ESA’s Gaia mission releases its new treasure trove of data about the Milky Way, our home galaxy. Astronomers describe strange ‘starquakes’, stellar DNA, asymmetric motions and other fascinating insights in this most detailed Milky Way survey to date.
Since its launch in 2013 ESA’s Gaia observatory has been mapping our galaxy from Lagrange point 2, creating the most accurate and complete multi-dimensional map of the Milky Way. By now two full sets of data have been released, the first set in 2016 and a second one in 2018.
These data releases contained stellar positions, distances, motions across the sky, and colour information, among others.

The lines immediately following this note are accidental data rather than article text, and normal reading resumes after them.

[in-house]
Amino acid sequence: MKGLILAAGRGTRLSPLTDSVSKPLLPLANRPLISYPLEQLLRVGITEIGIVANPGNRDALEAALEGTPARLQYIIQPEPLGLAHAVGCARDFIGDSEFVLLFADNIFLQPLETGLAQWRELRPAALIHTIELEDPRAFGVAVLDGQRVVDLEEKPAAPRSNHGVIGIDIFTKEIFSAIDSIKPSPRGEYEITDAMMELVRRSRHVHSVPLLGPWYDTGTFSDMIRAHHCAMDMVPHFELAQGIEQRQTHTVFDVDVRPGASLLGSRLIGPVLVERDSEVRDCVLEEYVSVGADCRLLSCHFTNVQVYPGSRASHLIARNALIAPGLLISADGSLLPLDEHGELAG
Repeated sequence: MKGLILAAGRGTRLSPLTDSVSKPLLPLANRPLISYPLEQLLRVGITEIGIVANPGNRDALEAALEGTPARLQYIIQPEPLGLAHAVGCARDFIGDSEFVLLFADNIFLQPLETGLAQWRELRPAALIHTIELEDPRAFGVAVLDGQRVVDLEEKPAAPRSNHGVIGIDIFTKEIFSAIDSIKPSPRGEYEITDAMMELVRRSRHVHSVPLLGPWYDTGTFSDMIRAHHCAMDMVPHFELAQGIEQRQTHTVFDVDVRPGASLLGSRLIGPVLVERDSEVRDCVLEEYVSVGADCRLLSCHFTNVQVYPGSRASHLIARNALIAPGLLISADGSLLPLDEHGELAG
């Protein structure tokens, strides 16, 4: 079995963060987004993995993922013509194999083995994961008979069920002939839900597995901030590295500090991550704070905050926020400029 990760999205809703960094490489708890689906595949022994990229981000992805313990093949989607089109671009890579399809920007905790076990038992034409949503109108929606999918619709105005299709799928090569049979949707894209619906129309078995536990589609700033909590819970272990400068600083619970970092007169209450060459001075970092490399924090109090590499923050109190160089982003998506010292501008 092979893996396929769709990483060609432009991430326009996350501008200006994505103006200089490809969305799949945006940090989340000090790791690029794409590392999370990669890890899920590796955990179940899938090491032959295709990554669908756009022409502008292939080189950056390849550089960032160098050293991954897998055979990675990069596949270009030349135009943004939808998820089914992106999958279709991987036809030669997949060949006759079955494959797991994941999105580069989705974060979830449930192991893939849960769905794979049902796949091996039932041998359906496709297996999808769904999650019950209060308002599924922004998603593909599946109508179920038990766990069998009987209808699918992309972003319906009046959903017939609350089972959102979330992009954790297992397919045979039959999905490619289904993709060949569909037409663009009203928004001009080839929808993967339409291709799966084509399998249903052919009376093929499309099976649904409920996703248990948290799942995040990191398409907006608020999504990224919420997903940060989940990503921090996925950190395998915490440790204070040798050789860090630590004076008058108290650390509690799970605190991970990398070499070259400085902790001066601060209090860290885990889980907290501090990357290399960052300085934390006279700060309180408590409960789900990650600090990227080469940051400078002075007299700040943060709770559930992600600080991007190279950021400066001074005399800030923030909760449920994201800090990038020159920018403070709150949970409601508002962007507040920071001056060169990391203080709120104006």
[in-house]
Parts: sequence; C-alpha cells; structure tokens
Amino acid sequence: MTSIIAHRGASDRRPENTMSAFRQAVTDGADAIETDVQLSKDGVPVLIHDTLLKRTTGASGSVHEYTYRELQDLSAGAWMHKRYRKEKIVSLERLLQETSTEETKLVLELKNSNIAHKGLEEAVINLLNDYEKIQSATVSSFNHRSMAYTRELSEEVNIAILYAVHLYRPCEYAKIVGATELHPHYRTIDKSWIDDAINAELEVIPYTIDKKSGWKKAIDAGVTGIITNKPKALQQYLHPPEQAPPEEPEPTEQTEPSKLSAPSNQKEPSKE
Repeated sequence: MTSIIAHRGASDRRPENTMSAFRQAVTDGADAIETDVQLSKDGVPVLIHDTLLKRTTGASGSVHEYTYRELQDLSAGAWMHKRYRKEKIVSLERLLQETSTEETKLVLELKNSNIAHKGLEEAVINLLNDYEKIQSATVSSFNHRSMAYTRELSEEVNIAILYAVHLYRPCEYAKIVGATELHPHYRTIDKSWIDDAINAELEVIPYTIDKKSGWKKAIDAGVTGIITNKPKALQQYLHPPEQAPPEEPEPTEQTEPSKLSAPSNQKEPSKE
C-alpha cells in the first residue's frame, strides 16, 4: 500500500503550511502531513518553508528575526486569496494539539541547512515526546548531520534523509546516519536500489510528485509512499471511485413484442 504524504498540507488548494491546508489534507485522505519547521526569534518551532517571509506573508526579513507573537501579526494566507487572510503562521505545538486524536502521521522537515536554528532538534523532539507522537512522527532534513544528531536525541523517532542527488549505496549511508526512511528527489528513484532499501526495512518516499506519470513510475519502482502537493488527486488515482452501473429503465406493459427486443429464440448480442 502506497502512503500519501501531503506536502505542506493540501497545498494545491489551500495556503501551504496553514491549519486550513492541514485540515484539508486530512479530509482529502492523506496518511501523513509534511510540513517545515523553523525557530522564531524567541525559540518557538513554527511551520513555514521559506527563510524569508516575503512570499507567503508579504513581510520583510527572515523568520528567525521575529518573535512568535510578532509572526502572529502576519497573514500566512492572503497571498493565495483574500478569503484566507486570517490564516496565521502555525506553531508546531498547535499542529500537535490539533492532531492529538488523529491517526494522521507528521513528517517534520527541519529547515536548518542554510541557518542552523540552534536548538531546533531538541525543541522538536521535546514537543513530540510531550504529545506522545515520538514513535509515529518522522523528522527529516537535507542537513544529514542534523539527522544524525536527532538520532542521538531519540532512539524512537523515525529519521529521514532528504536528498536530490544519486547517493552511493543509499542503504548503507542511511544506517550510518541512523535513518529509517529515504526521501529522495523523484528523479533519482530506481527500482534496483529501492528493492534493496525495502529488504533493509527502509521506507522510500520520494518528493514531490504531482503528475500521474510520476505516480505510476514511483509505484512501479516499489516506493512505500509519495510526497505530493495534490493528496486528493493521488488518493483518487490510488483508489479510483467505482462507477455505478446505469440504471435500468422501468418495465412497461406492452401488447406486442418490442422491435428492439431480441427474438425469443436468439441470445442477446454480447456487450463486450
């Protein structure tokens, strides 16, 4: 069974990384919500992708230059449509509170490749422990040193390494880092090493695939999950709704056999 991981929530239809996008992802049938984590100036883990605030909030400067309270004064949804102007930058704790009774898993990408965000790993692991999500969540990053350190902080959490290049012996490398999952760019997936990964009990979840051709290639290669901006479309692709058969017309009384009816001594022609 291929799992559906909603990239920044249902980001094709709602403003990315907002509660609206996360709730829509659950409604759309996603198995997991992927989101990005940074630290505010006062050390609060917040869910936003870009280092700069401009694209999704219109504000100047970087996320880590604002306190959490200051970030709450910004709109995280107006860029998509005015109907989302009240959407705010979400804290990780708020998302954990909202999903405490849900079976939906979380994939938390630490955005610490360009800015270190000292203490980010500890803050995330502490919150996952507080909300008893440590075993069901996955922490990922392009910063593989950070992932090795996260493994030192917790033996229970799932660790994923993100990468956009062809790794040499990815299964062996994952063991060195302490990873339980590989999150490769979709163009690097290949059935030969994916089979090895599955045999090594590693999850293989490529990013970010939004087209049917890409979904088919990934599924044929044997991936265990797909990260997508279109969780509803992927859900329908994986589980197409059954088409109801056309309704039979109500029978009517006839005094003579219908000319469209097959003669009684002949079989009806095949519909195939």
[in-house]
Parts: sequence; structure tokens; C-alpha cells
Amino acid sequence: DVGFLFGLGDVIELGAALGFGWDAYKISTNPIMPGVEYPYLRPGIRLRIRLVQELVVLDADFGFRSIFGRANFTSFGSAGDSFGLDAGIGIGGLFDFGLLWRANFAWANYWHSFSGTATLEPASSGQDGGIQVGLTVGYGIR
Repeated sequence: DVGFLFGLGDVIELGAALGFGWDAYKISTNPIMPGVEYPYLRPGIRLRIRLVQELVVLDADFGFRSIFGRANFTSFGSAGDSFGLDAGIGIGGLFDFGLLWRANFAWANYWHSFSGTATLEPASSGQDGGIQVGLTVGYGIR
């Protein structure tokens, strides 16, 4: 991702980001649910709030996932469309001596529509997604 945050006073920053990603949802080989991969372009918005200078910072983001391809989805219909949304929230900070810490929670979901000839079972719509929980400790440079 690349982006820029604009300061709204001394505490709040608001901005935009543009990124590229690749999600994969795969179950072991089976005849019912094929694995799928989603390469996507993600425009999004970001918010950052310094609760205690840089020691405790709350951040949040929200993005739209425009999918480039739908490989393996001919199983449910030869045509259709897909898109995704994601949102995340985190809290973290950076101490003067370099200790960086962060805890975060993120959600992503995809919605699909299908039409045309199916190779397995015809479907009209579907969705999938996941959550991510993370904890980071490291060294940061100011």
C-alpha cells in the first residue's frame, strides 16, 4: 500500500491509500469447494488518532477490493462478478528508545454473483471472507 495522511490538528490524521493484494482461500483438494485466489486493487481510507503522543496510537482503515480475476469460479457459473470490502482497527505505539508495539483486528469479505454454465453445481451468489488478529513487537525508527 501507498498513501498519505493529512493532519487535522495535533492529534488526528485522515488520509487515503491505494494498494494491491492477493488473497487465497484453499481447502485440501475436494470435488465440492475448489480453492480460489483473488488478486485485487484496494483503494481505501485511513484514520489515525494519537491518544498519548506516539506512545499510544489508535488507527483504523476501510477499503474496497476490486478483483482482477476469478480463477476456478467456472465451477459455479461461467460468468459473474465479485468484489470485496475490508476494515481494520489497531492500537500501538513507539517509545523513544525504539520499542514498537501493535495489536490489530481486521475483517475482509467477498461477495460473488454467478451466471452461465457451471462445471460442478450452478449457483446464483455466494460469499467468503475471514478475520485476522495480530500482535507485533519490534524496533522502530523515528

Now on 13 June 2022 a third and new full data set will be released. This data release will contain even more and improved information about almost 2 billion stars, Solar System objects and extragalactic sources. It also includes radial velocities for 33 million stars, a five-time increase compared to data release 2.
Another novelty in this data set is the largest catalogue yet of binary stars in the Milky Way, which is crucial to understand stellar evolution.